The world for this game seems pretty cool and I’m interested to see the final product. In the meantime, though, there’s a great map that comes with the free basic rules and a (free) starter adventure called Fall of the Eos Keldor. Check it out if you like your sci-fi to have some heavy mysticism and a grand vision, like the strange child of Star Wars and Mass Effect.
Another awesome and free option is the fan-made Fifth Age written by Charlie Beavers. While it’s awesome to see an amateur make something so pretty out of love and ambition. That’s certainly something I can relate to. There are a lot of great things in this and it might meet some of the issues you have with other options.
First and foremost, the races in this book are great. While I personally love the many different variations on human for Ultramodern5, some people may want some more focused options and Fifth Age manages to do that with each subrace still being evocative and fun (something I can’t say of a good chunk of the humans in these games). There are grey alien options and some limited options for other aliens, so you’ll probably have to build your own if aliens are going to feature heavily in your campaign… or borrow from another game on this list!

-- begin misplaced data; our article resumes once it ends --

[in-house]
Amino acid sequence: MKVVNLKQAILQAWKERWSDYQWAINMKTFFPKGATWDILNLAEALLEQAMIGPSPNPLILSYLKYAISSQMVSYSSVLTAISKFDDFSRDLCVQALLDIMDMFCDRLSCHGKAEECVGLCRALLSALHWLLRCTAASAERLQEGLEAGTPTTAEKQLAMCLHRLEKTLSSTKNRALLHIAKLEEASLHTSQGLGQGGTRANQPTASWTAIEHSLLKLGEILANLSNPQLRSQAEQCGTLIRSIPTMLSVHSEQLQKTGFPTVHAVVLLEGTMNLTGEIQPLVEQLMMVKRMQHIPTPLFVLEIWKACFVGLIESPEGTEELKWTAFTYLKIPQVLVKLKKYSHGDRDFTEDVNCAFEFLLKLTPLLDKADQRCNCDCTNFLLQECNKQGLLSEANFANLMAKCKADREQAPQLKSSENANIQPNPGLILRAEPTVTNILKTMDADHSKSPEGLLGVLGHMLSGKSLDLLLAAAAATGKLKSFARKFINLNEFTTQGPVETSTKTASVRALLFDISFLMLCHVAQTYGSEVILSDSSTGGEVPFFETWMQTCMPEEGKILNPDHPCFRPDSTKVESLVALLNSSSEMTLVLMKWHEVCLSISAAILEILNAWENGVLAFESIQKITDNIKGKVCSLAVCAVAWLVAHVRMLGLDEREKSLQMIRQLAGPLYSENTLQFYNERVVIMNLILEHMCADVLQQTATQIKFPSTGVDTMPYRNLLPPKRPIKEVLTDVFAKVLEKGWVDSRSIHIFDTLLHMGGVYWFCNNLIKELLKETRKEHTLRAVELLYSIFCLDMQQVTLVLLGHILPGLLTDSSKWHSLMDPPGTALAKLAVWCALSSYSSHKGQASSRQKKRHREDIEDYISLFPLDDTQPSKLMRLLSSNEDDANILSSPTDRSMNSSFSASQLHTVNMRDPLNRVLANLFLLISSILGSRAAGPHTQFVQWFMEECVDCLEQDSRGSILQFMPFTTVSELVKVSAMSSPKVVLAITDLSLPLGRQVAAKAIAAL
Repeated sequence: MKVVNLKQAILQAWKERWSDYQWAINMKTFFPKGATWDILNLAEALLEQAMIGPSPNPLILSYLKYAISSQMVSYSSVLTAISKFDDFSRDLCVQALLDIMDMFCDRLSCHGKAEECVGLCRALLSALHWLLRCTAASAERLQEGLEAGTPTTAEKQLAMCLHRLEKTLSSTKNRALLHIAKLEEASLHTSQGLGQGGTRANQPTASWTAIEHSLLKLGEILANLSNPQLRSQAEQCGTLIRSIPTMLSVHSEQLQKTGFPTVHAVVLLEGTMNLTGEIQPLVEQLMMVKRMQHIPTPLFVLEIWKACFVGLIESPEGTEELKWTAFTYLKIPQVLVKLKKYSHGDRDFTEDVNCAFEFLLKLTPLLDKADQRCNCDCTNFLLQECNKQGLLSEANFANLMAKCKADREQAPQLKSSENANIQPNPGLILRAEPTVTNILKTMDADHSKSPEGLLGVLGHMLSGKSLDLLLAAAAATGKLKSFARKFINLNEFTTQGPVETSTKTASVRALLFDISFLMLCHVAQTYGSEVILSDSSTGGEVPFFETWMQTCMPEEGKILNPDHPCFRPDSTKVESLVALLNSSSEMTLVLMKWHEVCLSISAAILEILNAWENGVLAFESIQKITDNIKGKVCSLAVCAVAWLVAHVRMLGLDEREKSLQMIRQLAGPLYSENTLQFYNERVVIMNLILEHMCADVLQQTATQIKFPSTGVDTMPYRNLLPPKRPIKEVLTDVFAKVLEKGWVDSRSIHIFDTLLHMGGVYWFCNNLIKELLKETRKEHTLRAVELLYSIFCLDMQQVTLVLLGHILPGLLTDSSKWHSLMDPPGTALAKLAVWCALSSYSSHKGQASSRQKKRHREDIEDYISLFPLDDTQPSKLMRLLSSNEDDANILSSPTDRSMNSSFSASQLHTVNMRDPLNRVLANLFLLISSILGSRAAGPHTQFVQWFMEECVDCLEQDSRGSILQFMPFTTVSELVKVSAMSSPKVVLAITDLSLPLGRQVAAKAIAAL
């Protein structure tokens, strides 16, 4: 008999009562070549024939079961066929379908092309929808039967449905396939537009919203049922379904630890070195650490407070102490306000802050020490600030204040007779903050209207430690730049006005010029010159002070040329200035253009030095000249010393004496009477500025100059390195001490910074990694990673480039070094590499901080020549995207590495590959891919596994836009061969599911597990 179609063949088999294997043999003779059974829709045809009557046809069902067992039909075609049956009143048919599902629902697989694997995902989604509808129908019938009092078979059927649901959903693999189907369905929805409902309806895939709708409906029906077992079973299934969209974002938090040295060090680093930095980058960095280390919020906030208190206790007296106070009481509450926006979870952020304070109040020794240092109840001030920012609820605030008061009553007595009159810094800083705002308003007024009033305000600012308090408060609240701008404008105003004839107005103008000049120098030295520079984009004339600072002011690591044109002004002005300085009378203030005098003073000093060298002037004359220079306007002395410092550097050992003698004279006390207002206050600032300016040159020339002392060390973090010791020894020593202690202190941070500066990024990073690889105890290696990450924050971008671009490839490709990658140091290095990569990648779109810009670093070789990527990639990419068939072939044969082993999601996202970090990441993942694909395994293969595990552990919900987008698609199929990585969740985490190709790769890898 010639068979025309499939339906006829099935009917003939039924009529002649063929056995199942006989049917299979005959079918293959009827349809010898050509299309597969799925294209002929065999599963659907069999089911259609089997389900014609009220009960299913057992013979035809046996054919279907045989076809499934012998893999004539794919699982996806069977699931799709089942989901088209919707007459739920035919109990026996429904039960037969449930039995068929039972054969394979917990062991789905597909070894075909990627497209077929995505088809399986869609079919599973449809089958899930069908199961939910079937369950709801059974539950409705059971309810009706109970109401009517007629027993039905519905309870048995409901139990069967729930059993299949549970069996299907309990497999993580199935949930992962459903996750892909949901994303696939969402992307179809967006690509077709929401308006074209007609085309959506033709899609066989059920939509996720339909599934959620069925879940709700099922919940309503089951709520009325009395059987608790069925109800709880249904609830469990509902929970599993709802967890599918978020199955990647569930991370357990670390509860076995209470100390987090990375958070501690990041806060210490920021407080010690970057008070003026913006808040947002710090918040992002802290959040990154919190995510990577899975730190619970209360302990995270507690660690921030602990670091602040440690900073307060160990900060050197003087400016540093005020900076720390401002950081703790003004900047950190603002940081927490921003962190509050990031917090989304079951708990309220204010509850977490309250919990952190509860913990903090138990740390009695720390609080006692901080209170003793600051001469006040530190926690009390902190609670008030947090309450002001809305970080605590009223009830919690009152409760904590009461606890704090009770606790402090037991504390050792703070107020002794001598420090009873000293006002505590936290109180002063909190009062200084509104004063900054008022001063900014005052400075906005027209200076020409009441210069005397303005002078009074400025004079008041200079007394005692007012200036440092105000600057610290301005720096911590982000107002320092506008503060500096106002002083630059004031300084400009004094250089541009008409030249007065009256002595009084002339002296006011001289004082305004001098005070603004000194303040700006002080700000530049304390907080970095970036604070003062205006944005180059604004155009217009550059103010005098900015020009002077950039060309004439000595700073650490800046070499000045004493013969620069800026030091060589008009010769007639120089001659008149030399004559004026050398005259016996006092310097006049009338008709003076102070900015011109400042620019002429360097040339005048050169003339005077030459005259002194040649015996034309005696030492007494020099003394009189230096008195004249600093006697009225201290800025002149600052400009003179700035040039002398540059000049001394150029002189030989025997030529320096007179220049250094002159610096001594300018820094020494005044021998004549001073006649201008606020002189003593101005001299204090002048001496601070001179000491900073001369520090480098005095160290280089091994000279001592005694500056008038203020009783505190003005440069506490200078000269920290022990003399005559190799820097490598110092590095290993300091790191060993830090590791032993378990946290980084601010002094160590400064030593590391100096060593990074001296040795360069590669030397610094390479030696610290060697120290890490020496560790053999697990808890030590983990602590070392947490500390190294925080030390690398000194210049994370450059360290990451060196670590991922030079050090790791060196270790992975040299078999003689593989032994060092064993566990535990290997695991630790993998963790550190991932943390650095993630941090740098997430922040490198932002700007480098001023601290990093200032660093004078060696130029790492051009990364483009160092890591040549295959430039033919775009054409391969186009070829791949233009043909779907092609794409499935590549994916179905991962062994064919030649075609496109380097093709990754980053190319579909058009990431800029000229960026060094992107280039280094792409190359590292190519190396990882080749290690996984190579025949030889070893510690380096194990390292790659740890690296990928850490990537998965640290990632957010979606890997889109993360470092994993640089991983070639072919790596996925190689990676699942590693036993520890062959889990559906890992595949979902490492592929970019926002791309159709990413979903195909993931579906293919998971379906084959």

Fifth Age also follows some of the same paths as Ultramodern5 with character classes built independent of any spell-like mechanic, which is my favorite way of doing things. The soldier uses a lot of the same territory as the fighter but with new fighting styles (“combat focuses”) and archetypes, while the operative is the same but for a rogue. The technician is new with a lot of mechanical abilities (including a specialization called “robomancer” that effectively turns you into a Shadowrun rigger). A surprisingly interesting class is the officer, counterpart to the fantasy bard with inspiration and leadership but with specializations that make them an ace pilot, a ship’s captain, or a gun-toting sergeant. Often the leadership option is the less-desired one but Fifth Age has certainly flipped in my book.